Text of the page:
(CNN)The US government is going to court to sort out who really owns an almost $2 million Ferrari supercar with a top speed of more than 200 mph and a history as twisty as the Monaco Grand Prix course it could call home.
A court could decide who really owns a $1.9 million Ferrari seized at the US-Canada border
The US Attorney's Office for the Western District of New York filed a civil action on Wednesday seeking to determine the ownership of car.
The 1996 Ferrari F50 in question had only been driven 10,708 miles and was valued at $1,949,669, according to an appraisal made last year for the government. Ferrari only made 349 F50s to celebrate the legendary car company's 50th anniversary.
The car was being shipped from Quebec, Canada, to a car collector in Florida in December 2019 when US Customs and Border Protection (CBP) officers at the Peace Bridge Port of Entry in Buffalo, New York, noticed something strange, according to court documents.
During their inspection, they saw that the rivets holding the car's vehicle identification number (VIN) plate were covered with a black, tar-like substance that was not consistent with factory standards.
The CPB placed a hold on the car to investigate and contacted Ferrari and the National Insurance Crime Bureau.
They learned that the car had been stolen in March 2003 from a parking garage at the Hotel Dontello in Imola, Italy, and never recovered.
According to the documents, Paolo Provenzi, who lives in Italy, was able to prove that he and his father and brother bought the Ferrari about a month before it was stolen for about $309,500 (€260,000). The loss was not covered by insurance.
It's unclear how the Ferrari got from Italy to Canada, where Mohammed Alsaloussi of Florida bought it in September 2019 for $1.435 million. Alsaloussi said he had no idea that the car had been reported stolen, according to the filing.
Now, both men want the car back.
Attorney Alessandra Piras, who represents Provenzi, told The Buffalo News, a CNN affiliate, that the cars travels were "a complicated story."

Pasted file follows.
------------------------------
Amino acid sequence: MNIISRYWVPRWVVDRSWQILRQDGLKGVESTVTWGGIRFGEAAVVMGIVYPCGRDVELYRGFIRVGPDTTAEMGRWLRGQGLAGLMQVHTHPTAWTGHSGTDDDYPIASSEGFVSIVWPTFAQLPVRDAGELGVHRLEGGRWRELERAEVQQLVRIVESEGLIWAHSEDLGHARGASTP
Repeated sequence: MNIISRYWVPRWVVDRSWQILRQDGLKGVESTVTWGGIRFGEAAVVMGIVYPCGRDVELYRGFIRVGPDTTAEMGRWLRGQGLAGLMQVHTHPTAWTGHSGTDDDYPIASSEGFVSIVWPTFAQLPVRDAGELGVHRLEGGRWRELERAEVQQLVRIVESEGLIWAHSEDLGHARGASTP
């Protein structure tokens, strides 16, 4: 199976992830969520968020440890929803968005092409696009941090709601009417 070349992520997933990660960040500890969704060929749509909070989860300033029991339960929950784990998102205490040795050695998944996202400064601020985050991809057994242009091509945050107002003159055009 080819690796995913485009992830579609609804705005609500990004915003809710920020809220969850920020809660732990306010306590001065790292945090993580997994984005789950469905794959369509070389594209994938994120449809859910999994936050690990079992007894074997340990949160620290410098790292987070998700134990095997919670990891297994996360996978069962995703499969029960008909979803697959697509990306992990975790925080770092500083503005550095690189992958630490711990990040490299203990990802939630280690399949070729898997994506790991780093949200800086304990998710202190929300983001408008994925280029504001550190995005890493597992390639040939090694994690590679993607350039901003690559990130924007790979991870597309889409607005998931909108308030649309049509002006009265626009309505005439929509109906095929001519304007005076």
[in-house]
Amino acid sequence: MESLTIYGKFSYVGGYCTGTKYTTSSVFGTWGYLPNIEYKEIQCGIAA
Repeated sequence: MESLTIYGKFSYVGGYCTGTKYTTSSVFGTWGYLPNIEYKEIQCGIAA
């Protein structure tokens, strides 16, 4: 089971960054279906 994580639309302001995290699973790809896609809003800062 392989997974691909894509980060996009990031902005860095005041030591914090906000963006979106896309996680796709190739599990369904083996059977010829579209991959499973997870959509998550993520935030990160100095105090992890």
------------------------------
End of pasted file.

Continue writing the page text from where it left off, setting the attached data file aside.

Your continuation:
"When this is over, there's going to be a movie made about this," Piras told The Buffalo News. "This car has been going around the world, apparently. It was in Japan for a while."
CNN tried to reach Piras on Friday, but her office said she was not immediately available.
Alsaloussi had registered the car to Ikonick Collections Ltd., a holding company for his collection of rare automobiles, according to the court documents.
"Our client holds government-issued title and registration to the vehicle, and paid fair market value to a reputable seller," said Alsaloussi's attorney, Richard O'Neill, in a statement.
"Only recently have we discovered the existence of the other claimant. We have many questions about the facts and circumstances surrounding the alleged 2003 sale and theft. If the other claimant makes an appearance in this case, we intend to make a very thorough inquiry into the facts and circumstances surrounding his claim. We have been eagerly awaiting the filing of this action and look forward to resolving this matter."
In the government's filing, the US Attorney's Office said it had "great doubt" about which claimant should get the car.
"After investigation, my Office determined that it would not be appropriate for us to exercise our authority and forfeit this extremely valuable and previously stolen luxury car," said US Attorney James P. Kennedy Jr. in a statement.
"Instead, after an 18-year odyssey, which we know took it across continents and countries, we have decided that the time has come for a court of law to determine the rightful owner of the vehicle."
Until the case is settled, the car is being held by CBP in Buffalo.